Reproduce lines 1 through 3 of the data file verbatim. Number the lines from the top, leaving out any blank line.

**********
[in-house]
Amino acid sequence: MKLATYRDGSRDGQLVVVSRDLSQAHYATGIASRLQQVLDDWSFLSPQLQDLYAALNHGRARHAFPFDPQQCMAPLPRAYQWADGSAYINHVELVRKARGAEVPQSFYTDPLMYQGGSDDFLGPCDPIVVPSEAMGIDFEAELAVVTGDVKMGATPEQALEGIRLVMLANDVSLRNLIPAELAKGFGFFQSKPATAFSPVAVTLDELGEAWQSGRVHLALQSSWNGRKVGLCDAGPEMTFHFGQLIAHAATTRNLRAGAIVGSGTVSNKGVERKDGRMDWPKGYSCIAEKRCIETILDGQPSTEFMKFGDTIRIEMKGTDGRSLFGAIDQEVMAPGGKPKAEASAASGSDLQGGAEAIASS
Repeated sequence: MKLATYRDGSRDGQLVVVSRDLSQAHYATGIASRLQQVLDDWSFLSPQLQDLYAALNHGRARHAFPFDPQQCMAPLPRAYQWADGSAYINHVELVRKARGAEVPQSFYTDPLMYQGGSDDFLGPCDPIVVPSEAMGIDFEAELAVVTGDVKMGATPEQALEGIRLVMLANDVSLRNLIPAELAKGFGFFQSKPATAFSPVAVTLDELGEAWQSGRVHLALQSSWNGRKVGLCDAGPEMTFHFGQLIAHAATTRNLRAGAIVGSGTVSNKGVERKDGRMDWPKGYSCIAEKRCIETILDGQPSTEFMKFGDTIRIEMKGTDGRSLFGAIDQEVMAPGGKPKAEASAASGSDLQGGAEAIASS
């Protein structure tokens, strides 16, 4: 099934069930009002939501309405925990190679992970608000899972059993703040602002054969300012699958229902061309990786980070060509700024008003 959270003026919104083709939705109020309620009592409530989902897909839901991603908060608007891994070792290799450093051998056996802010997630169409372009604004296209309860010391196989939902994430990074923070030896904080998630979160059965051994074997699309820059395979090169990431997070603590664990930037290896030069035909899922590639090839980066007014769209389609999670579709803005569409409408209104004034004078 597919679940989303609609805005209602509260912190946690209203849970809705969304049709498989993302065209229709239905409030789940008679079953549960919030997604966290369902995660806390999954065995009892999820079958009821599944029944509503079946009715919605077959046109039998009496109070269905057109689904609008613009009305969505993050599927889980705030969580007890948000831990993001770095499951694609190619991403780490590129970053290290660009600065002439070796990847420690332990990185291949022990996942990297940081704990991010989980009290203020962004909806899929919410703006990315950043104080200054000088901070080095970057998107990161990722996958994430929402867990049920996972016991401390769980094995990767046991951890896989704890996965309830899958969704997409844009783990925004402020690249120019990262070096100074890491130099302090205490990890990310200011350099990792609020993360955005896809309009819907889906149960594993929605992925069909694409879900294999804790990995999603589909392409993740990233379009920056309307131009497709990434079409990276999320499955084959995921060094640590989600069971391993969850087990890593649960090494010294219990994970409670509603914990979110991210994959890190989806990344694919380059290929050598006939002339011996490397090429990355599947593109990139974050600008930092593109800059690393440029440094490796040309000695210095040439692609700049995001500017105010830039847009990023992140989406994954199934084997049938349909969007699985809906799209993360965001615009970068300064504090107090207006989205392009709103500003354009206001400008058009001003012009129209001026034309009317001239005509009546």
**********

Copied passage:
[in-house]
Amino acid sequence: MKLATYRDGSRDGQLVVVSRDLSQAHYATGIASRLQQVLDDWSFLSPQLQDLYAALNHGRARHAFPFDPQQCMAPLPRAYQWADGSAYINHVELVRKARGAEVPQSFYTDPLMYQGGSDDFLGPCDPIVVPSEAMGIDFEAELAVVTGDVKMGATPEQALEGIRLVMLANDVSLRNLIPAELAKGFGFFQSKPATAFSPVAVTLDELGEAWQSGRVHLALQSSWNGRKVGLCDAGPEMTFHFGQLIAHAATTRNLRAGAIVGSGTVSNKGVERKDGRMDWPKGYSCIAEKRCIETILDGQPSTEFMKFGDTIRIEMKGTDGRSLFGAIDQEVMAPGGKPKAEASAASGSDLQGGAEAIASS
Repeated sequence: MKLATYRDGSRDGQLVVVSRDLSQAHYATGIASRLQQVLDDWSFLSPQLQDLYAALNHGRARHAFPFDPQQCMAPLPRAYQWADGSAYINHVELVRKARGAEVPQSFYTDPLMYQGGSDDFLGPCDPIVVPSEAMGIDFEAELAVVTGDVKMGATPEQALEGIRLVMLANDVSLRNLIPAELAKGFGFFQSKPATAFSPVAVTLDELGEAWQSGRVHLALQSSWNGRKVGLCDAGPEMTFHFGQLIAHAATTRNLRAGAIVGSGTVSNKGVERKDGRMDWPKGYSCIAEKRCIETILDGQPSTEFMKFGDTIRIEMKGTDGRSLFGAIDQEVMAPGGKPKAEASAASGSDLQGGAEAIASS